Alex immediately enlists the help of his friend Bedders, but he also turns to Lance and Kaye, because they are the strongest kids he knows, and he remembers how King Arthur had the ability to make his enemies into allies who would fight alongside him.  Taking the legend to heart, Alex and his friends begin training for the battle to come.  I like what the movie tries to do here, having Alex's greatest strength be his ability to unite people, even those who initially do not like him.  Unfortunately, the idea is held back by the somewhat generic script.  We never quite get the sense of bonding between Alex, Bedders, Lance and Kaye, which I think makes up the heart of the film.  They are supposed to grow closer through the experiences and battles that they encounter, but writer-director Joe Cornish (Attack the Block) never quite creates a sense that these four kids are uniting.  They help each other, and fight alongside one another, but I kept on waiting for the scene where they truly open up to each other, and it never appears.  The performances of the kids are fine, but they're held back by the script never going deep into their characters and their relationship.

Of the young heroes at the center of the story, the only one who stands out is the wizard Merlin, who usually takes the form of a gangly and awkward teen played by Angus Imrie.  He also can turn into an owl, and sometimes appears as an aged old man portrayed by Patrick Stewart.  But it is Imrie's performance as the young Merlin who grabbed my attention, and pretty much stole the whole movie.  He enters the movie as a new student at Alex's school named "Mertin", and then pretty much guides the kids on their adventure, while also holding down a job as a cashier at a fried chicken joint.  The way Merlin has been written, as well as Imrie's performance, hint at a much more fun and spirited movie than what we get.  Instead of a rousing adventure filled with oddball characters, we mostly get Alex and his friends seeking out what became of his father.  And instead of memorable fantasy and adventure, we get fairly routine car chases against CG demons who don't look all that impressive or menacing.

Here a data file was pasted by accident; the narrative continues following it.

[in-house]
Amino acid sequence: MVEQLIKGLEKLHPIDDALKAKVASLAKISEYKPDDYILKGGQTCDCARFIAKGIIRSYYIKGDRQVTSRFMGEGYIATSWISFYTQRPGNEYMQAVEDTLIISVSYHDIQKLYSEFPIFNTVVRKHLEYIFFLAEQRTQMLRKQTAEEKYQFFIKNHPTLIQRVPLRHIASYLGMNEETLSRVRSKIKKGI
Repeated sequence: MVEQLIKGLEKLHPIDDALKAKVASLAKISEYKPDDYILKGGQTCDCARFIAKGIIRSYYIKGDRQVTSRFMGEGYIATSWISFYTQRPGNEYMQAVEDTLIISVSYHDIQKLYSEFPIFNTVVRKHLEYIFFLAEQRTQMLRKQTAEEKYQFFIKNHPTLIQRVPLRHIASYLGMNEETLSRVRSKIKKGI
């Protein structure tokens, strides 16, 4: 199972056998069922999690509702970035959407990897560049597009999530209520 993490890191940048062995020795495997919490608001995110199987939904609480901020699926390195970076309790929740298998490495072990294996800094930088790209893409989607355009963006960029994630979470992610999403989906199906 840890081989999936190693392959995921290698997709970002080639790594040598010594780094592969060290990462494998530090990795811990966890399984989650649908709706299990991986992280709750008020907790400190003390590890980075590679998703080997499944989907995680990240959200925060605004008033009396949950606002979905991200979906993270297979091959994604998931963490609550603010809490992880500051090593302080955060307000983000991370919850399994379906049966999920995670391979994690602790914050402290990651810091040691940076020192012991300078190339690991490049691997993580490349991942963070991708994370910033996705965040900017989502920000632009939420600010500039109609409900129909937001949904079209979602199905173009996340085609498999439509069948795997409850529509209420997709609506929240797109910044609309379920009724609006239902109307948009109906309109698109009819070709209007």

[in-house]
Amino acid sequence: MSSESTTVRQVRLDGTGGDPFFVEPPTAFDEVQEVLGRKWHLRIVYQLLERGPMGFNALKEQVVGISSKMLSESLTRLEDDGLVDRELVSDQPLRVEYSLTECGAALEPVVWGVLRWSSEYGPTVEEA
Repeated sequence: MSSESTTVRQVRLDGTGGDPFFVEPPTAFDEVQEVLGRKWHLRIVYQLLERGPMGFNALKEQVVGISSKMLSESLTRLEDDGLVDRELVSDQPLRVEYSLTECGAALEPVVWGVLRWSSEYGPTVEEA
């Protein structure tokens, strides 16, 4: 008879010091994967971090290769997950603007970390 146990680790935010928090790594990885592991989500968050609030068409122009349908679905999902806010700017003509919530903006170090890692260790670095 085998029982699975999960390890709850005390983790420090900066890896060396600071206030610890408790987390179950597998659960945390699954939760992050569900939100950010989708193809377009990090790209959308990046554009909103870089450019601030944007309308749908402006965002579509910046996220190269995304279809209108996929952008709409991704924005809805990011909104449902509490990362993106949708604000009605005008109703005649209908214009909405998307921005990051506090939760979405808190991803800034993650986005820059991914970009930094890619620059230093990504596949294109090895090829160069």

I think that's ultimately what disappointed me about The Kid Who Would Be King.  You can see a great and old fashioned adventure movie waiting to come out, but Cornish never quite truly grabs hold and lets his imagination run wild.  Aside from Merlin, the characters are fairly underwritten and interchangeable.  Alex and his friends all have one-note personalities (the brave one, the loyal one, the selfish one who learns to respect others, and the one who acts mean, but is secretly kind of nice), and pretty much never get to evolve much beyond these basic traits.  The movie also never quite seems as funny as it should be.  Sure, the kids name drop some famous franchises like Star Wars, Harry Potter and even the Mario Kart video games, but the script never goes to the next level, and makes any satirical comment on these popular series or their cliches, some of which find their way into this film. 

Again, this is not a bad movie by any means.  It simply is not as exciting or as funny as I would have hoped it would be.  The opening moments hint at a movie that might be kind of topical and smart, which is why it's a shame to see the generic approach that it ultimately winds up taking with its adventure.  This is a movie that should be grand, amazing, and a little silly.  It kind of gets there sometimes, but nowhere near as much as it should.